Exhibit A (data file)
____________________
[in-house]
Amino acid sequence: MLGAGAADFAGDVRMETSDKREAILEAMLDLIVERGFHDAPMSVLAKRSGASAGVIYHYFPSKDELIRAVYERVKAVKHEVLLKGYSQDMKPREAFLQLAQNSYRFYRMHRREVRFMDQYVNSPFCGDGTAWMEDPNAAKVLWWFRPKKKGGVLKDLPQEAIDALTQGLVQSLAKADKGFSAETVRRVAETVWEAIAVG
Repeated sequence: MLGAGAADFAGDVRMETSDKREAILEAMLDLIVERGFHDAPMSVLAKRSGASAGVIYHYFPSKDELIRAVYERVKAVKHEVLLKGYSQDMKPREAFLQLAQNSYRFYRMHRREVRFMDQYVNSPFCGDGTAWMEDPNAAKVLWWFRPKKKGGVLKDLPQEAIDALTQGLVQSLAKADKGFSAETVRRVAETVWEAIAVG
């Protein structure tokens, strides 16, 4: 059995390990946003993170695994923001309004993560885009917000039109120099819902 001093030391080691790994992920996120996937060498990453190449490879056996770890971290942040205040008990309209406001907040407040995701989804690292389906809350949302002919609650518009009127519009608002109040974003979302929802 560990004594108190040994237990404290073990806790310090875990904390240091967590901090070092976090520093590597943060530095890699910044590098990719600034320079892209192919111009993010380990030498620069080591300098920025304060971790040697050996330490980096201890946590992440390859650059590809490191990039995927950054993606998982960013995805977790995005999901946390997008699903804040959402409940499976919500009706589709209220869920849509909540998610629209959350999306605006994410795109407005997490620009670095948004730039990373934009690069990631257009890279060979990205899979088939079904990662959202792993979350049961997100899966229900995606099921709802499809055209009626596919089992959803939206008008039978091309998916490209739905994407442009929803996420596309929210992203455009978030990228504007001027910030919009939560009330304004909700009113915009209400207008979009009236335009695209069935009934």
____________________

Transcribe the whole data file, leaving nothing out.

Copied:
[in-house]
Amino acid sequence: MLGAGAADFAGDVRMETSDKREAILEAMLDLIVERGFHDAPMSVLAKRSGASAGVIYHYFPSKDELIRAVYERVKAVKHEVLLKGYSQDMKPREAFLQLAQNSYRFYRMHRREVRFMDQYVNSPFCGDGTAWMEDPNAAKVLWWFRPKKKGGVLKDLPQEAIDALTQGLVQSLAKADKGFSAETVRRVAETVWEAIAVG
Repeated sequence: MLGAGAADFAGDVRMETSDKREAILEAMLDLIVERGFHDAPMSVLAKRSGASAGVIYHYFPSKDELIRAVYERVKAVKHEVLLKGYSQDMKPREAFLQLAQNSYRFYRMHRREVRFMDQYVNSPFCGDGTAWMEDPNAAKVLWWFRPKKKGGVLKDLPQEAIDALTQGLVQSLAKADKGFSAETVRRVAETVWEAIAVG
């Protein structure tokens, strides 16, 4: 059995390990946003993170695994923001309004993560885009917000039109120099819902 001093030391080691790994992920996120996937060498990453190449490879056996770890971290942040205040008990309209406001907040407040995701989804690292389906809350949302002919609650518009009127519009608002109040974003979302929802 560990004594108190040994237990404290073990806790310090875990904390240091967590901090070092976090520093590597943060530095890699910044590098990719600034320079892209192919111009993010380990030498620069080591300098920025304060971790040697050996330490980096201890946590992440390859650059590809490191990039995927950054993606998982960013995805977790995005999901946390997008699903804040959402409940499976919500009706589709209220869920849509909540998610629209959350999306605006994410795109407005997490620009670095948004730039990373934009690069990631257009890279060979990205899979088939079904990662959202792993979350049961997100899966229900995606099921709802499809055209009626596919089992959803939206008008039978091309998916490209739905994407442009929803996420596309929210992203455009978030990228504007001027910030919009939560009330304004909700009113915009209400207008979009009236335009695209069935009934």